By CAROLINA DEL BUSTO
By AMY NICHOLSON
By Amy Nicholson
By Stephanie Zacharek
By Amy Nicholson
By Alan Scherstuhl
By Stephanie Zacharek
By JOEL BEERS
The second film in her planned trilogy of subverted fairy tales, Catherine Breillat’s latest topples the tyranny of pink and princesses. The Sleeping Beauty, like last year’s Bluebeard, is based on a classic legend from Charles Perrault’s 1697 collection Stories or Fairy Tales From Bygone Eras. But in freely incorporating elements from Hans Christian Andersen’s 1845 tale The Snow Queen and her own provocative thoughts on the prison of childhood and adolescent desire, Breillat reimagines the slumbering heroine as a gender insurrectionist, freeing her from her most retrograde and enduring cultural representation: Disney's passive damsel.
“A little girl’s life is really boring,” 6-year-old Anastasia (confident, not fatally cute Carla Besnaïnou) announces in voiceover, sharing the same lust for adventure that the younger of the two sisters in Bluebeard (the director’s own childhood surrogate) possesses. Despising dresses and any other traditional, femme-y trappings, the tiny tomboy climbs trees and proclaims her new identity: “I’m Sir Vladimir.” Cursed at birth to die young by a warty old hag, aristocratic Anastasia had received a reprieve from three nymphet fairies, who modify the newborn’s fate so that she goes into a century-long deep sleep at age 6, not to wake until she turns 16. After she rebels against having to don a fuchsia kimono, a tutu and elaborate maquillage as part of an all-girls ballet recital, Anastasia’s hand, as preordained, is pierced by a sharp object—the injury that leads to her 100 years of repose.
Her body may be at rest, but her dreams are filled with derring-do. In staging Anastasia’s REM escapades, Breillat proves, as she did in Bluebeard, that an extremely limited budget and modest scale are no impediment to carrying out her ideas. After the headstrong half-pint outwits a boil-covered ogre, she boards a train that takes her to a farmhouse, where she will spend a blissful few months romping around with a barely pubescent boy, Peter (Kerian Mayan), who eventually departs, succumbing to the seductions of the Snow Queen—and the promise of adventures of his own. In her quest to find her beloved “brother” (the two share a bed, resembling not so much devoted siblings as a newly in-love couple), Anastasia meets dwarves who appear to have jumped out of Las Meninas, young albino regents who treat her to a feast of pastel meringues, and a knife-caressing Roma girl.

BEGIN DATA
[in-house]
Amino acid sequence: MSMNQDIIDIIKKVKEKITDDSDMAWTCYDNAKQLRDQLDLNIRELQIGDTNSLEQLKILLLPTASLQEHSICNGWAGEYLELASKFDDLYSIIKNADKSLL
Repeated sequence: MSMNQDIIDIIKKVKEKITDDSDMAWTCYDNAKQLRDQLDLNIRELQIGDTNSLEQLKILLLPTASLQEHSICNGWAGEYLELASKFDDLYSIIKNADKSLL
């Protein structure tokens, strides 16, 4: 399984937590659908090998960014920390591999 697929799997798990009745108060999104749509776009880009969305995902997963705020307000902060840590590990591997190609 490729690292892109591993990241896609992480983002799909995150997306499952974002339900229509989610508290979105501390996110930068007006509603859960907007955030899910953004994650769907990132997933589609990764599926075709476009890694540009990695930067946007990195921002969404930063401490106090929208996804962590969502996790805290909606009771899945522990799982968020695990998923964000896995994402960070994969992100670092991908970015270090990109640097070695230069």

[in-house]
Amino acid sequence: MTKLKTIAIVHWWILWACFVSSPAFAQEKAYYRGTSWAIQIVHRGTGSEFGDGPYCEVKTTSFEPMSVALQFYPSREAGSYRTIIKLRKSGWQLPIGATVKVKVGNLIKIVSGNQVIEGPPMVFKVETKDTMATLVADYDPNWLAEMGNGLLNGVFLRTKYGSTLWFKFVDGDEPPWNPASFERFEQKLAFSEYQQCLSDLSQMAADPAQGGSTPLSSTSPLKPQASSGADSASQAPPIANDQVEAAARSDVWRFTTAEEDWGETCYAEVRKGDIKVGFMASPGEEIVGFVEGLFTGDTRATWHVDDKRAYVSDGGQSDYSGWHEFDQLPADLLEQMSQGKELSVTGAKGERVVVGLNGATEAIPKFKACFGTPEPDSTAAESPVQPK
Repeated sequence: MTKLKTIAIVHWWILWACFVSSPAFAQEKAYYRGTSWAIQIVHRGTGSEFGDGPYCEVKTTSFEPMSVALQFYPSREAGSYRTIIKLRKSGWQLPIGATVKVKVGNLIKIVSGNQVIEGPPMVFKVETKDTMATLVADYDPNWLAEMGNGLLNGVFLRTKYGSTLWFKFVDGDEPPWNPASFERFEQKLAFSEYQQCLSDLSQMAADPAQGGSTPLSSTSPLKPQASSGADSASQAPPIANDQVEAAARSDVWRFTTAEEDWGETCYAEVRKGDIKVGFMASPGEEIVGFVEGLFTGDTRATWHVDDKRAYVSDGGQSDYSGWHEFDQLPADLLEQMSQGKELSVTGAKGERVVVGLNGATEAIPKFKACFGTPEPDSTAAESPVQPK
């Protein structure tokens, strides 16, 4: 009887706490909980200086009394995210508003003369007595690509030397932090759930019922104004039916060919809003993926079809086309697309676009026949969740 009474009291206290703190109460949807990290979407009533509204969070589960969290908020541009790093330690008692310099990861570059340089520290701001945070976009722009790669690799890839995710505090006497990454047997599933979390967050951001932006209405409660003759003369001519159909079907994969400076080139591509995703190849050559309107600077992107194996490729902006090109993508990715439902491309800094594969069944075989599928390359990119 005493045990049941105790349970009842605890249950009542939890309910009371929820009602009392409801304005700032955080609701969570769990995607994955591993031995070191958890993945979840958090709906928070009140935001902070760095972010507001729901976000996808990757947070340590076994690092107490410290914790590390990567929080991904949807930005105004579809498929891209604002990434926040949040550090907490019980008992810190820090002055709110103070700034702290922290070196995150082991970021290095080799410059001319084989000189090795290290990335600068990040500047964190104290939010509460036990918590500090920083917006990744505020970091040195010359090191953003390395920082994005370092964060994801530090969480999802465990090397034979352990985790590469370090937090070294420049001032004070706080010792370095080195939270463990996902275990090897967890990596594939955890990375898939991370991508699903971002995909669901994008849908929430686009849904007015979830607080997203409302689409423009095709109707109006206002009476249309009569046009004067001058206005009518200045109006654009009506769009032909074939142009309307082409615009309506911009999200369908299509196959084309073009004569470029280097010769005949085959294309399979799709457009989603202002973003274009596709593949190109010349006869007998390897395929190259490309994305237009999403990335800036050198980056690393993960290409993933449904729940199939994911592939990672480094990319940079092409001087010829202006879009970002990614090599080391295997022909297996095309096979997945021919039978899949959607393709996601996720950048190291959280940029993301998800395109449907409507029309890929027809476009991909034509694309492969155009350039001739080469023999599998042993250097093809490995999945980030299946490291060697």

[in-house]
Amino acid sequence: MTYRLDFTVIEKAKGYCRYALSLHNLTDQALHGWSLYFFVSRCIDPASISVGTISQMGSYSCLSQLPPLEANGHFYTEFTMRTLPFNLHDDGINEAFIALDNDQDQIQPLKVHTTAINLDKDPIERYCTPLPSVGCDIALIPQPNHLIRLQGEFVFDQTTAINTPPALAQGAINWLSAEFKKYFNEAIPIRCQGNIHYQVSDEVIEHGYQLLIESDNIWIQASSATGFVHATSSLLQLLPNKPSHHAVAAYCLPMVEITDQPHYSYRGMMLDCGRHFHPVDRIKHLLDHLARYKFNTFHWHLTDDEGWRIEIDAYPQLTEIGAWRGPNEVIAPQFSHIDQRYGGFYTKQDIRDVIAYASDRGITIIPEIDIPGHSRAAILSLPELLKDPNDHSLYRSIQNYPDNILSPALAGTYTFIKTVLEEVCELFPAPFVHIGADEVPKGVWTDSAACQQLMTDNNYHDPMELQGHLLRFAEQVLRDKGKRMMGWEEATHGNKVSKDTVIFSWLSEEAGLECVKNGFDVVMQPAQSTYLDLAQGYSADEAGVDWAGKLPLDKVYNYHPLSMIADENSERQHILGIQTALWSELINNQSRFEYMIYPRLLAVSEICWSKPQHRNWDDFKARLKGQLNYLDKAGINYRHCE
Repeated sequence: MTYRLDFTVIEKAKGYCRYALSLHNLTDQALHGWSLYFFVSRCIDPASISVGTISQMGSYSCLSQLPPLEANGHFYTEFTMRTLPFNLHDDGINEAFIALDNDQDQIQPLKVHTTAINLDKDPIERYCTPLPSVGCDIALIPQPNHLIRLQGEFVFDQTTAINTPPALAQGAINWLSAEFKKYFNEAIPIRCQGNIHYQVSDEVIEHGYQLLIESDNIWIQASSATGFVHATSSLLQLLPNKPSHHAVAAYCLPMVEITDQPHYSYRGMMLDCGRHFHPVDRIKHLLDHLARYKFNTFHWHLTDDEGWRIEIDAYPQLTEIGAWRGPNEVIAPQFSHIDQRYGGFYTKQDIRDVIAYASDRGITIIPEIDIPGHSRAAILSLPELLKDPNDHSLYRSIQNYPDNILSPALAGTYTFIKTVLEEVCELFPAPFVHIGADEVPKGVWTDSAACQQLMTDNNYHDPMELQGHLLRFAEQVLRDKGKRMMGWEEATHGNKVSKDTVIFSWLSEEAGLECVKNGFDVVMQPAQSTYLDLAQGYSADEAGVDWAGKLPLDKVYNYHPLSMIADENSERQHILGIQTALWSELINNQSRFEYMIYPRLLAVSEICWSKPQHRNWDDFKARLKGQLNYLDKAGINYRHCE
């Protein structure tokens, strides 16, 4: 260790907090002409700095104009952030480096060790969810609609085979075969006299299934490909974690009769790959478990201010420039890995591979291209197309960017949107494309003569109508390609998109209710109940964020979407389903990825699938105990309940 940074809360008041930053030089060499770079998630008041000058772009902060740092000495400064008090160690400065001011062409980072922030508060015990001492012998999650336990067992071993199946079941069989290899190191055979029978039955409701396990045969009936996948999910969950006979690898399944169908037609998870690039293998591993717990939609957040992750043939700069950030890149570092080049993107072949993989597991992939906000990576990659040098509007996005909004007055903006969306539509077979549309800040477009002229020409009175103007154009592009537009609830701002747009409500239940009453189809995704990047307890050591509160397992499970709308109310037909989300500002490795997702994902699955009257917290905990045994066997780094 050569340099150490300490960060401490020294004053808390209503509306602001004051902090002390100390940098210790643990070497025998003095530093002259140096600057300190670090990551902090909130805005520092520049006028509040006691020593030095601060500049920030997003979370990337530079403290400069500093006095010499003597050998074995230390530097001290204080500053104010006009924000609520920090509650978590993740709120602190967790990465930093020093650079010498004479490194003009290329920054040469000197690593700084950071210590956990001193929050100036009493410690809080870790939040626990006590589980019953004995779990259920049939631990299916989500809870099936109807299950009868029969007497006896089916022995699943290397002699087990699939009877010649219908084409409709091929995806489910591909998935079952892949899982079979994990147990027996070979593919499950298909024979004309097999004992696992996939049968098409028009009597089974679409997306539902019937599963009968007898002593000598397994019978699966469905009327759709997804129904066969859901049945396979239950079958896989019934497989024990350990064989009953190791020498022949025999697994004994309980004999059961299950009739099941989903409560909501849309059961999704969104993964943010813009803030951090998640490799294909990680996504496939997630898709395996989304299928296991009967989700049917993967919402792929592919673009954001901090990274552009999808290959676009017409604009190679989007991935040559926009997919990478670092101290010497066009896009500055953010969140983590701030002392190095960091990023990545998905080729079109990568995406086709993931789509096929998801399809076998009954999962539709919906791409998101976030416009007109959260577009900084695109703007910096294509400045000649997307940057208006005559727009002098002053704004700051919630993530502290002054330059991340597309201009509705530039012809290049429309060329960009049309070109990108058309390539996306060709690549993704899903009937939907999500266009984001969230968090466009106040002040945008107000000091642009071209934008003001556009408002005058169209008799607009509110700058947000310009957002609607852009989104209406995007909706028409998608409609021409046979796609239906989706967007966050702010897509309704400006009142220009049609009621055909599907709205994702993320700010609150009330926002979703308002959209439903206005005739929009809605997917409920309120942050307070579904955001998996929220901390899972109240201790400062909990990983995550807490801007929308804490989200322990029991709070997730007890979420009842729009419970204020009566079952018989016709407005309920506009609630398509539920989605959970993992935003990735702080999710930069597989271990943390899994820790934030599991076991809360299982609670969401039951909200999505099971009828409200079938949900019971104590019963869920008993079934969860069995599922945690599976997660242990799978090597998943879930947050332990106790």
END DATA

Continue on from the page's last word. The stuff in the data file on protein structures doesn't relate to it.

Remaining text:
In the film’s final third, centered on the 16-year-old Anastasia (Julia Artamonov), Breillat revisits one of the defining themes of her work: the sexual appetite of young women, earlier explored in A Real Young Girl (1976), 36 Fillette (1988) and Fat Girl(2001). As pale as the moon, the teenage Anastasia fits uncomfortably in the modern world. “What species are you?” asks 18-year-old Johan (David Chausse), Peter’s great-grandson, when he fingers her whalebone corset. Far more predisposed to feminine accoutrements than she was as a child (“For beauty, you must suffer”), Anastasia is just as willful as her 6-year-old self. “No one dares contradict me!” she shouts at Johan, with whom she has a tempestuous relationship—after she’s bedded by the older incarnation of her Gypsy friend.
Though The Sleeping Beauty ends ambiguously, it remains consistent with the logic that Breillat has laid out: A girl’s childhood and adolescence are often culturally sanctioned confinements. But the prisoners aren’t always victims; the jails can be escaped through the courage to “go alone into the world.” Breillat’s clarity stands out even more when compared with the half-thought-out, post-feminist notions in Julia Leigh’s Sleeping Beauty, which premiered at Cannes and will be released by IFC Films in October. And her vision will undoubtedly embolden the announced final installment in her fairy-tale trifecta, Beauty and the Beast—a classic 1946 film by Cocteau that has also been Disneyfied.
This review did not appear in print.
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